A regular customer of mine recently bought a 2006 Les Paul and brought it to me for a setup. As soon as I straightened the neck, which had been somewhat bowed, I realised that the 1st string was buzzing against the first fret as the nut had been cut too low. I suspect that the relief had been introduced into the neck to mask this. Anyway. there was no choice but to fit a new nut.
Recent Gibson Les Paul guitars are fitted with Corian nuts. Leaving aside what a poor nut material Corian is (too sticky) for some reason Gibson are using a lot of glue to hold them into the slot. You can even see the excess glue that’s spilled onto the headstock face in the picture below.
Removing the nut is a delicate process – it’s not a matter of just scoring around the edge and taping it out as with the old Gibson nuts.
After scoring around the nut with a sharp blade, I used a hacksaw to cut almost through the nut across its width.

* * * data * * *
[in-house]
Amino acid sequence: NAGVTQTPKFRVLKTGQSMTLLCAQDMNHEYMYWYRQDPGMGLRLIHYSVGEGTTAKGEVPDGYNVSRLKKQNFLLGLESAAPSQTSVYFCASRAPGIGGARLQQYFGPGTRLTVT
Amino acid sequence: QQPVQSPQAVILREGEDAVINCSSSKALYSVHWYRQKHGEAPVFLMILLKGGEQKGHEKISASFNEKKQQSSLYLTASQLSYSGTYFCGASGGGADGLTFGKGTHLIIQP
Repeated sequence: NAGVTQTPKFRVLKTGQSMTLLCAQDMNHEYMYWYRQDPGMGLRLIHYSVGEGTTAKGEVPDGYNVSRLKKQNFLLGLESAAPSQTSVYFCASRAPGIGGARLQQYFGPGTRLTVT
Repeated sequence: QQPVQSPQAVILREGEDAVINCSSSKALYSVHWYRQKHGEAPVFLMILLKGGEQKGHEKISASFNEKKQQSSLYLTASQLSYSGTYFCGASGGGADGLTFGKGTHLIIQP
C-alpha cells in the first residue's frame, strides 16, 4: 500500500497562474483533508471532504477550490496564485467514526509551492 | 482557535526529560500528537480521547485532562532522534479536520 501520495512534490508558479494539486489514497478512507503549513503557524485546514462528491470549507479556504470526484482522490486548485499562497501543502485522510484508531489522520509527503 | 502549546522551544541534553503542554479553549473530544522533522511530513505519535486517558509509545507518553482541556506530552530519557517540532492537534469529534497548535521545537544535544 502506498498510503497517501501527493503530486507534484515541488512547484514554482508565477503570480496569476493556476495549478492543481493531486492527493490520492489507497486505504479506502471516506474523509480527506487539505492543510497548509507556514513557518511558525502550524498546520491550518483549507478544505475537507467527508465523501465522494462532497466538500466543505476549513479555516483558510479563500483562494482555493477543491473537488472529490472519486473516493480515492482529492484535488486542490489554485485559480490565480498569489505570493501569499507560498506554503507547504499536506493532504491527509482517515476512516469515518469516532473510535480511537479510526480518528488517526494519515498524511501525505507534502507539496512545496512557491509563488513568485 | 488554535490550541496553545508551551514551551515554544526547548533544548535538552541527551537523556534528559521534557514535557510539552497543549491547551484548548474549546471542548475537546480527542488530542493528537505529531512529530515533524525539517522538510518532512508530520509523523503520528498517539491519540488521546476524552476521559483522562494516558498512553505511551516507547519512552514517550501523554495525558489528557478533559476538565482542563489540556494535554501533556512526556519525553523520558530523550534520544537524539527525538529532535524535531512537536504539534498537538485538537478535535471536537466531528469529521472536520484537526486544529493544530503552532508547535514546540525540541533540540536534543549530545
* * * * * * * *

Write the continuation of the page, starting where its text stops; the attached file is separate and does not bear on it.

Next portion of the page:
Next I squeezed the two halves together with pliers. The front face of the nut broke off in several pieces.
I was now able to tap the rear of the nut forwards to break its adhesion and lift it out.
Now I could get a blade down between the fretboard and the remaining part of the nut and remove it. You can see that a few wood fibres were stuck to the nut.
Next I cleaned up the base of the nut slot with a special file to make a level seat for the new nut, sized a nut blank and fitted it to the slot.
The string slots were marked out using the Stewmac String Spacing Rule.
Once the nut slots were nearly there, I glued in the new nut with just two dabs of superglue.
As always with Gibson nuts, I re-lacquered the ends, just like the original for a super-smooth, seamless finish.